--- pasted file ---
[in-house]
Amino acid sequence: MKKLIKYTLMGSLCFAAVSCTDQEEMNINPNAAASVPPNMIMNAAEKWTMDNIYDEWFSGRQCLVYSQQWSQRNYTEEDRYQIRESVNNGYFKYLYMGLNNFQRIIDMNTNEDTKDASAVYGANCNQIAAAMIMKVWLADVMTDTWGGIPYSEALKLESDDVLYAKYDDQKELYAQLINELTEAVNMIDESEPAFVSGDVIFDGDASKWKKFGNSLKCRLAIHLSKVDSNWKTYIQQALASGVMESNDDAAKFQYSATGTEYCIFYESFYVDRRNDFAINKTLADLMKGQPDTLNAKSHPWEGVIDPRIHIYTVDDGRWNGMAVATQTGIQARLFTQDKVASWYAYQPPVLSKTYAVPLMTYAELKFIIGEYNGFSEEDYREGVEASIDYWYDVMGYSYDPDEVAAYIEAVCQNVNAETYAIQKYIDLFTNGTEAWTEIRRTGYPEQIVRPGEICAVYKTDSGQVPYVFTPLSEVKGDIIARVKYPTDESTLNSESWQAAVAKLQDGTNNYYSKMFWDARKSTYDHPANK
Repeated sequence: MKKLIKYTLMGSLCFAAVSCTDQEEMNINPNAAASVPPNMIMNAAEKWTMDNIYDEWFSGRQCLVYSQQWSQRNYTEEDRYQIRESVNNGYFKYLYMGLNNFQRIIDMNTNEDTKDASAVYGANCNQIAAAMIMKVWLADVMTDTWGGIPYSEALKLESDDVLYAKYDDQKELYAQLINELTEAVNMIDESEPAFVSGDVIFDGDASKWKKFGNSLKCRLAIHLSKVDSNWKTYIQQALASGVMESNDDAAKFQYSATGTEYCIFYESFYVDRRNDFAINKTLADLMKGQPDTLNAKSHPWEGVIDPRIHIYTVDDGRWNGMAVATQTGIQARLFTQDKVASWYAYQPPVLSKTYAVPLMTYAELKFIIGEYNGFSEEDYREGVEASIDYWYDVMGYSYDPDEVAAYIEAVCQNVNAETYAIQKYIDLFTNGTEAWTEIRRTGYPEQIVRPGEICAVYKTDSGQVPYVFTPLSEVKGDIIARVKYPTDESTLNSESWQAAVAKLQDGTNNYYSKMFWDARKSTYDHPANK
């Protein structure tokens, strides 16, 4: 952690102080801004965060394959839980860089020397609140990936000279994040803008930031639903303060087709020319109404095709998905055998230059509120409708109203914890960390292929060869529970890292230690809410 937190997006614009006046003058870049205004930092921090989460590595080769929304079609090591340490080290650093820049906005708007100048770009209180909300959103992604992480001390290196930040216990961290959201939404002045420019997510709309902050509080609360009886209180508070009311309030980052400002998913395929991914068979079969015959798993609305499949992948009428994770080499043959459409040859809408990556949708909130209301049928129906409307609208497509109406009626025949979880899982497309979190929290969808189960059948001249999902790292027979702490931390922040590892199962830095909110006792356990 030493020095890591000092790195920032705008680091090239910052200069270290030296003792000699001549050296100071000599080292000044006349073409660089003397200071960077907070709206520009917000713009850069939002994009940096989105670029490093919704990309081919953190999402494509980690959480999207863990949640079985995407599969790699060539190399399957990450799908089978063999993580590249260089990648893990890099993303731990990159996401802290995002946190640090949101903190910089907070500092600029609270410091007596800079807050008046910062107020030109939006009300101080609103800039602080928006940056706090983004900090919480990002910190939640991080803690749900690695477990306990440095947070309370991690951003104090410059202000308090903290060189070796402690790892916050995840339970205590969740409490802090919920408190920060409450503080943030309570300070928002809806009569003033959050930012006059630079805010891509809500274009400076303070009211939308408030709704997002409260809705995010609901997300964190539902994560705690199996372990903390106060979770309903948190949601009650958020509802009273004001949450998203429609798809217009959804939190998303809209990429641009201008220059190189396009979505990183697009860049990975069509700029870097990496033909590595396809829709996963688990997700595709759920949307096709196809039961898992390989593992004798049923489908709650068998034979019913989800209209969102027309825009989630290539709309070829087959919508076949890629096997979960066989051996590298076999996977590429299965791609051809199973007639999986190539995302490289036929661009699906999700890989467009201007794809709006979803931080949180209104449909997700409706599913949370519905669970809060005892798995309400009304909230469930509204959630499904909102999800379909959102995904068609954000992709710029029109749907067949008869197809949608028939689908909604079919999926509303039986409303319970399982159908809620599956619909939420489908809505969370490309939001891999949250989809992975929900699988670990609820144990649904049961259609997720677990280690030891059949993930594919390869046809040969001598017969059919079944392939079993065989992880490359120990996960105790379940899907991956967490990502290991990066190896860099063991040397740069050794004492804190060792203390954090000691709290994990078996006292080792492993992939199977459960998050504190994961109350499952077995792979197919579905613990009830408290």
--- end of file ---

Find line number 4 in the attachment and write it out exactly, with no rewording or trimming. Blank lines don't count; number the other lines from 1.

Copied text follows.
């Protein structure tokens, strides 16, 4: 952690102080801004965060394959839980860089020397609140990936000279994040803008930031639903303060087709020319109404095709998905055998230059509120409708109203914890960390292929060869529970890292230690809410 937190997006614009006046003058870049205004930092921090989460590595080769929304079609090591340490080290650093820049906005708007100048770009209180909300959103992604992480001390290196930040216990961290959201939404002045420019997510709309902050509080609360009886209180508070009311309030980052400002998913395929991914068979079969015959798993609305499949992948009428994770080499043959459409040859809408990556949708909130209301049928129906409307609208497509109406009626025949979880899982497309979190929290969808189960059948001249999902790292027979702490931390922040590892199962830095909110006792356990 030493020095890591000092790195920032705008680091090239910052200069270290030296003792000699001549050296100071000599080292000044006349073409660089003397200071960077907070709206520009917000713009850069939002994009940096989105670029490093919704990309081919953190999402494509980690959480999207863990949640079985995407599969790699060539190399399957990450799908089978063999993580590249260089990648893990890099993303731990990159996401802290995002946190640090949101903190910089907070500092600029609270410091007596800079807050008046910062107020030109939006009300101080609103800039602080928006940056706090983004900090919480990002910190939640991080803690749900690695477990306990440095947070309370991690951003104090410059202000308090903290060189070796402690790892916050995840339970205590969740409490802090919920408190920060409450503080943030309570300070928002809806009569003033959050930012006059630079805010891509809500274009400076303070009211939308408030709704997002409260809705995010609901997300964190539902994560705690199996372990903390106060979770309903948190949601009650958020509802009273004001949450998203429609798809217009959804939190998303809209990429641009201008220059190189396009979505990183697009860049990975069509700029870097990496033909590595396809829709996963688990997700595709759920949307096709196809039961898992390989593992004798049923489908709650068998034979019913989800209209969102027309825009989630290539709309070829087959919508076949890629096997979960066989051996590298076999996977590429299965791609051809199973007639999986190539995302490289036929661009699906999700890989467009201007794809709006979803931080949180209104449909997700409706599913949370519905669970809060005892798995309400009304909230469930509204959630499904909102999800379909959102995904068609954000992709710029029109749907067949008869197809949608028939689908909604079919999926509303039986409303319970399982159908809620599956619909939420489908809505969370490309939001891999949250989809992975929900699988670990609820144990649904049961259609997720677990280690030891059949993930594919390869046809040969001598017969059919079944392939079993065989992880490359120990996960105790379940899907991956967490990502290991990066190896860099063991040397740069050794004492804190060792203390954090000691709290994990078996006292080792492993992939199977459960998050504190994961109350499952077995792979197919579905613990009830408290």